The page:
when students have power

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This presentation is showing general concepts of showing students voice as power.

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when students have power

  1. 1. When students have power <ul><li>Modifying teaching discourse </li></ul><ul><li>A. Language choice: Students have the opportunity to read, write and speak their own language variety as well as the standard </li></ul><ul><li>B. Generative content: The curriculum is chosen by students and teachers to address issues they consider important. </li></ul>
  2. 2. <ul><li>C. New Knowledge: students and teachers produce knowledge for themselves and others. </li></ul><ul><li>D. Action: Students and teachers initiate and /or support actions which challenge inequitable power relations in and out of the classrooms. </li></ul>
  3. 3. <ul><li>1. First class encounters (typical and unauthorized) </li></ul><ul><li>Empowered arrangement for teachers, in syllabus decision under generical headings. </li></ul><ul><li>Empowered democracy for students? </li></ul><ul><li>Collaboration is essential in democracy. Students making decisions over knowledge. (Dewey) </li></ul>
  4. 4. <ul><li>Against a banking method. Reproducers of rules to control students. Responsability? </li></ul><ul><li>In undemocratic practices students do assert themselves informally and subversively </li></ul><ul><li>No developing democratic habits. No real life abilities to be citizens , fiction. </li></ul><ul><li>Choices are in some way dependant on the economical situation in the world </li></ul>
  5. 5. <ul><li>How do we judge our students based on economic situations they are surrounded they can’t do anything about? </li></ul><ul><li>Teacher shaping their image against the economic and political situation and who makes decisions over them. Uncomfortability. </li></ul>
  6. 6. The siberian syndrome <ul><li>Questions for the first meeting. </li></ul><ul><li>General information about themselves and their families. Their free time activities and expectations. </li></ul><ul><li>Why they took the course. </li></ul><ul><li>Changes they would like to make in their college if they had the chance to do so. </li></ul><ul><li>Same for their city </li></ul><ul><li>Questions dealing with the socio-political situation of the country. </li></ul><ul><li>Questions specifically about the subject matter. </li></ul>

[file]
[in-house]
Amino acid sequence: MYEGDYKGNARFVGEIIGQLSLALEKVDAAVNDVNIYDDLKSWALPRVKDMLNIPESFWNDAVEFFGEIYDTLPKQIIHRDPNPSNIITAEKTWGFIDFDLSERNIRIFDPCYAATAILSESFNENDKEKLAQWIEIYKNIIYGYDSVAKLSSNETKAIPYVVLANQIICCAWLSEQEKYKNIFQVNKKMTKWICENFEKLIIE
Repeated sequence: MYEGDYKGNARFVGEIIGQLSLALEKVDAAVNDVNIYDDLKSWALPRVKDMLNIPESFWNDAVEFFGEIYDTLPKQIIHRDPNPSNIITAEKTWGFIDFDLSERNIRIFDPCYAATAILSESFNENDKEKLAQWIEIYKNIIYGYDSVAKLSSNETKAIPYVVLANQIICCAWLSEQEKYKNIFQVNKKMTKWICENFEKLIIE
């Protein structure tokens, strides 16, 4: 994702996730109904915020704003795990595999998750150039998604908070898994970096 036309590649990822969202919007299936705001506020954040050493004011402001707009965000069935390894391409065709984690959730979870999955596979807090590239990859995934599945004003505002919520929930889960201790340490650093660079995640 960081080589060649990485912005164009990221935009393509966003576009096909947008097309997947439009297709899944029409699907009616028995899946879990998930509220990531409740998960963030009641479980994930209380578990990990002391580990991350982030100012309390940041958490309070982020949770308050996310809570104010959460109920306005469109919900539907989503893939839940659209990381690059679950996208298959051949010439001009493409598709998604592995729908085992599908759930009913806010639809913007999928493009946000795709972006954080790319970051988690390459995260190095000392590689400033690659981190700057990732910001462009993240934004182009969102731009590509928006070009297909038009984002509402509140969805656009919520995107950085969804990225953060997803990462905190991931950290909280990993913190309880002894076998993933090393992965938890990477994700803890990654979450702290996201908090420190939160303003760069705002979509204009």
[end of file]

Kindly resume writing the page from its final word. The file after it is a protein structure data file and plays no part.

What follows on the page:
7. 7. <ul><li>Differences in each class, time and context </li></ul><ul><li>Approaching the subject to their context and relating together </li></ul><ul><li>Critical thinking as a literate social performance enabled in an experientially and linguistically meaningful context, enacted in the language students possess, inside a purposeful, negotiated process which encourages them to question the cultural assumptions of society and to imagine alternatives to the status quo. </li></ul>
  8. 8. <ul><li>Restrain the teacher’s didactic voice so as to generate students’ expression as the foundational discourse. </li></ul><ul><li>Try to discipline ourselves more than discipline the students to follow the teacher’s pre-emptive lecture. </li></ul><ul><li>Frontloading student discourse and backloading the teachers’ commentaries. Freire: praxis, Dewey: agency of democratic education. Put theory into action. </li></ul><ul><li>The teachers´authority is dialogical in discourse. </li></ul>
  9. 9. LEADING A PEDAGOGY OF QUESTIONS <ul><li>Posing questions more than making comments. Legitimazing authority in a low profile. Not easy to retain discourse. Patience is needed. </li></ul><ul><li>Provide students the chance to speak can be a change to start with changes and know about them. Priorities and perceptions. Row material for building a syllabus and class discourse. (written or spoken) </li></ul>
  10. 10. <ul><li>Generative topics became the topics of the agenda to be developed in the course. Projects. Committee students. Collaborative work. </li></ul><ul><li>Teacher leaves students work in their rhythm, excluding teacher´s talk. Construct critical discourse. </li></ul><ul><li>Developing the course as starting with the students’ previous comments, teacher took notes on them, students felt they were importat. Show respect. Authority to credit their remarks. </li></ul>
  11. 11. <ul><li>Collective texts, Big Bigelow (1990) Christensen (1990) collective thought. </li></ul><ul><li>Stating the subject matter as follows: </li></ul><ul><li>A. Where does the subject come from? And what do we do with it? </li></ul><ul><li>How questions could be biased. Authority inmersed. Consequently view on evaluation and grades. ( students mimicking teacher’s point of view for grades). </li></ul><ul><li>Concretize the questions in single situations. </li></ul>
  12. 12. <ul><li>Extend and monitor students talk outside the classroom. Different spaces students use </li></ul><ul><li>Students ask and answer questions to frontload in their idiom. </li></ul><ul><li>Students challenge the topics, not a memory or mimicking exercise. </li></ul><ul><li>Following to answer the questions in the order students wanted to. (empowering them) </li></ul><ul><li>codeveloping. </li></ul>
  13. 13. <ul><li>Advising theoretical reading on the topics already detected by the students in their questions. Influence by teacher´s point of view. (not free from ideologies, no teaching is neutral) </li></ul><ul><li>Students must show their positions even when they don’t agree with the teachers’ views. That is democracy. Punishment is not there, it rewards public criticisism. </li></ul>
  14. 14. <ul><li>Offering of conceptual handles for studying the subject matter. </li></ul><ul><li>Stating concrete situations in order to display the concepts to analize them. </li></ul><ul><li>Negotiating the curriculum (power sharing, shared authority, cogovernance) </li></ul>
  15. 15. <ul><li>CONCLUSIONS </li></ul>

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